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More fibre, not less sat fat, may be key for metabolic syndrome: Study

By Nathan Gray , 15-Nov-2011
Last updated on 15-Nov-2011 at 14:19 GMT

A diet high in fibre – but not necessarily one low in saturated fat or cholesterol – is associated with lower risks of heart disease and type-2 diabetes in teenagers, according to new findings.

The study – published in the Journal of the American Dietetic Association – suggests the number of teens with metabolic syndrome (MetS) could be reduced if the much of the focus was shifted from towards eating healthier rather than cutting out ‘unhealthy’ foods.

The researchers from Michigan State University, USA, argued that results from their study suggest that it is more important to encourage the intake of nutrient-dense, fibre-rich, plant based foods and meals than to restrict foods that are high calories or saturated fat.

"What we found is that as fibre intake increases, the risk for metabolic syndrome decreases," said Dr Joseph Carlson of Michigan State (MSU).

"High-fibre, nutrient-dense foods are packed with heart healthy vitamins, minerals and chemicals that can positively affect many cardiovascular risk factors ... It may be better to focus on including these foods than to focus, as is commonly done, on excluding foods high in saturated fat," he suggested.

However, Carlson added that his suggestion does not mean that teens should have carte blanche in eating foods high in saturated fat and cholesterol.

"It is well established that saturated fat can raise bad cholesterol," he said. "What this data suggest is the importance of including foods high in dietary fibre."

Study details

Carlson and his team used data collected as part of the National Health and Nutrition Examination Survey (1999-2002) to analyse the diets of more than 2,100 teenage boys and girls aged between 12 and 19.

The researchers then analysed how dietary intake of fibre and saturated fats impacted the incidence of metabolic syndrome – finding a three-fold increase in the incidence of MetS between those receiving the least fibre and the group receiving the most.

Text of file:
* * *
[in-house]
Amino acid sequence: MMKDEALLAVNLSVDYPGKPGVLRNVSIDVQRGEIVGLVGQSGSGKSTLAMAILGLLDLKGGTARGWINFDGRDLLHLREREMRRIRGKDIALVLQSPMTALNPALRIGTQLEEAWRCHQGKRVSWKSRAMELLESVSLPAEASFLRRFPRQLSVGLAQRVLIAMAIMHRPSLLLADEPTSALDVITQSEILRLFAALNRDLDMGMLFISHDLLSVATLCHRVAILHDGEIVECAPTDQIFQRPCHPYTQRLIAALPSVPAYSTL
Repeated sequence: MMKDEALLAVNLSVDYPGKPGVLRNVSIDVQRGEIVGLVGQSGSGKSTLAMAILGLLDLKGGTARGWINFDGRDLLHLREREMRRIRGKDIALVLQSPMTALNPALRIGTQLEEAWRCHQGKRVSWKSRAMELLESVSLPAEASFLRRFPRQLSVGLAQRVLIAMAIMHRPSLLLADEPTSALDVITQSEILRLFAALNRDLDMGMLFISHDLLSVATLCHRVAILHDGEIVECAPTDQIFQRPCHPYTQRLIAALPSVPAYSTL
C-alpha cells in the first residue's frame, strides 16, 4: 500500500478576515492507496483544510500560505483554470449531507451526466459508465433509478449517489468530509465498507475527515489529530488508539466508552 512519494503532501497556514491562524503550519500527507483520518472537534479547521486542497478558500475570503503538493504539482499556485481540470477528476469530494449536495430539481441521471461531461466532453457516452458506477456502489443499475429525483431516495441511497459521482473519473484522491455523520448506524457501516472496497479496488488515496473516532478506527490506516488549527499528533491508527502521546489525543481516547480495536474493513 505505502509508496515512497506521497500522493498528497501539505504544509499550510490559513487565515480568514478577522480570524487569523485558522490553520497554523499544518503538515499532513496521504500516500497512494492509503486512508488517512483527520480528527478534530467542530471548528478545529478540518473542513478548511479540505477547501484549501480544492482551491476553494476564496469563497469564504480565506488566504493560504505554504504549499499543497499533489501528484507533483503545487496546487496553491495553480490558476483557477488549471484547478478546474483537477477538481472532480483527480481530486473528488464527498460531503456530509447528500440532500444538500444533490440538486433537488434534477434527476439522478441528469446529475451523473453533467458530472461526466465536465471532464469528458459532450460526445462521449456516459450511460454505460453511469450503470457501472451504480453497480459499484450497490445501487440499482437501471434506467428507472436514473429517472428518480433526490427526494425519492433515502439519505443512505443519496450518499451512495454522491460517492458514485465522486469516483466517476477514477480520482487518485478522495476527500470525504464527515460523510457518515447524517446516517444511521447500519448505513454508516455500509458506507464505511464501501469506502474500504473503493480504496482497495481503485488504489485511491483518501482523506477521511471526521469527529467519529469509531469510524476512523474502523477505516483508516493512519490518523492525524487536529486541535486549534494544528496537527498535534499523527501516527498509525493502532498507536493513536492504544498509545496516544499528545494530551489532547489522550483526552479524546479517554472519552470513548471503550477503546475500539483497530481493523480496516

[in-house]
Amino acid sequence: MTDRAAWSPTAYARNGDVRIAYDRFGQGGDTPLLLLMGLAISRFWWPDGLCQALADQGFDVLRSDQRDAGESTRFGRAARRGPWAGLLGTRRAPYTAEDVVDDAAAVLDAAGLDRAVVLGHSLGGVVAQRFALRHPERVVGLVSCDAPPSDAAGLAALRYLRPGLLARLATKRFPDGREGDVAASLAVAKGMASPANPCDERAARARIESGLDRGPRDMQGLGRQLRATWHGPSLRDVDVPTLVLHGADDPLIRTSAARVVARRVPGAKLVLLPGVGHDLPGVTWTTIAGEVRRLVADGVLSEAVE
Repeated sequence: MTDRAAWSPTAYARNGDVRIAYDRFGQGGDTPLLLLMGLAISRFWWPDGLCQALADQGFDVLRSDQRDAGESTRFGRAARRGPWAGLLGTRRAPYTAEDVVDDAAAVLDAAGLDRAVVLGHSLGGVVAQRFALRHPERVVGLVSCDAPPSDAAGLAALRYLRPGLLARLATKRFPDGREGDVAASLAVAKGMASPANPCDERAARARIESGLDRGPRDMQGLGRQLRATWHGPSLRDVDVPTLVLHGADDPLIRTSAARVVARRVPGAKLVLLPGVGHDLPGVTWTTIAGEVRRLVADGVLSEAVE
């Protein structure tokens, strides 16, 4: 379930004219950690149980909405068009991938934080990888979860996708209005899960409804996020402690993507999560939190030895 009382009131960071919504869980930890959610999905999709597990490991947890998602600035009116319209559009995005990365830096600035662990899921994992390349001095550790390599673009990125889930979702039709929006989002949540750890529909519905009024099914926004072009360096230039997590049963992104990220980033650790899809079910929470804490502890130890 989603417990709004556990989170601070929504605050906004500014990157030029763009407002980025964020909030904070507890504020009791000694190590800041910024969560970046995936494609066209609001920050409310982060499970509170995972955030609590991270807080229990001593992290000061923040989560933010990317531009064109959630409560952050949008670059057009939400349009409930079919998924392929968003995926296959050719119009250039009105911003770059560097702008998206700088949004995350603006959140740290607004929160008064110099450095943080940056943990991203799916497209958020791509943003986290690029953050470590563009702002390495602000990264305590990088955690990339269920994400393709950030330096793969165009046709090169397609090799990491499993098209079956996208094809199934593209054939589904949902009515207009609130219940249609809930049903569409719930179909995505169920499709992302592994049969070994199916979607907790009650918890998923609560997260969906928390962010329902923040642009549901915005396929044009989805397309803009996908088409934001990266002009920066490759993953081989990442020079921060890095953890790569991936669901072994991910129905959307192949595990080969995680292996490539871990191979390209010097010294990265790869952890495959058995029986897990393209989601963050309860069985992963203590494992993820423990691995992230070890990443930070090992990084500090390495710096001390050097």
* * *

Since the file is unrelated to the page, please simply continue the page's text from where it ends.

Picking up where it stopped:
When it came to cholesterol and saturated fat intake, however, the MSU research team did not find a significant relationship between intake and metabolic syndrome incidence.

“These findings suggest that to reduce the risks for MetS in adolescents, it is more important to emphasize a paradigm that promotes the inclusion of fiber-rich, nutrient-dense, plant-based foods vs what foods to restrict or exclude as is commonly done when the focus is on total fat, cholesterol, or saturated fat intake,” they concluded.

Carlson added that a strategy “of emphasising fibre-rich foods may improve adherence to dietary recommendations.”

"One of the takeaways is that our study reinforced the current dietary recommendations for dietary fibre intake by including a variety of plant-based foods," he explained.

The next step, he said, is to work out the best methods to boost fibre intakes to levels that will improve or sustain a desirable cardiovascular risk factor status

"The trick is getting people in the groove finding the foods that they both enjoy and are convenient," said Carlson.

Source: Journal of the American Dietetic Association
Volume 111, Issue, 11, Pages 1688-1695, doi: 10.1016/j.jada.2011.08.008
“Dietary Fiber and Nutrient Density Are Inversely Associated with the Metabolic Syndrome in US Adolescents”
Authors: J.J. Carlson, J.C. Eisenmann, G.J. Norman, K.A. Ortiz, P.C. Young

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